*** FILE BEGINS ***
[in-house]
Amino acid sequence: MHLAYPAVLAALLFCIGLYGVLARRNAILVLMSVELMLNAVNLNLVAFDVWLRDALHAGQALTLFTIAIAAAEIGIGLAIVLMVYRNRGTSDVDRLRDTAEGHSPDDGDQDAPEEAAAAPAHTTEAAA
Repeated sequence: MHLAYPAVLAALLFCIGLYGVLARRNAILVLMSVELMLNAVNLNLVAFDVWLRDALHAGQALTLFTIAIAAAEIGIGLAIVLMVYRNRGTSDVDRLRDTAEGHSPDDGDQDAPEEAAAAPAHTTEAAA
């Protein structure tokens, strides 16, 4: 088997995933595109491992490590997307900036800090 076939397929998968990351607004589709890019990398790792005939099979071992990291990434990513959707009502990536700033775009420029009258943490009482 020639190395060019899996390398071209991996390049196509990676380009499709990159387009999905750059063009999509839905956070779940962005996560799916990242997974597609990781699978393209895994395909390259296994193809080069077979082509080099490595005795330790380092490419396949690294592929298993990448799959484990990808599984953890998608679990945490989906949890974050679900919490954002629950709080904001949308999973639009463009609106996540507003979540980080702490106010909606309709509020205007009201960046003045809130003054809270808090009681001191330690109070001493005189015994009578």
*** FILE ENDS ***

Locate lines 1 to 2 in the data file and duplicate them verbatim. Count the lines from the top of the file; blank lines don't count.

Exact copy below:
[in-house]
Amino acid sequence: MHLAYPAVLAALLFCIGLYGVLARRNAILVLMSVELMLNAVNLNLVAFDVWLRDALHAGQALTLFTIAIAAAEIGIGLAIVLMVYRNRGTSDVDRLRDTAEGHSPDDGDQDAPEEAAAAPAHTTEAAA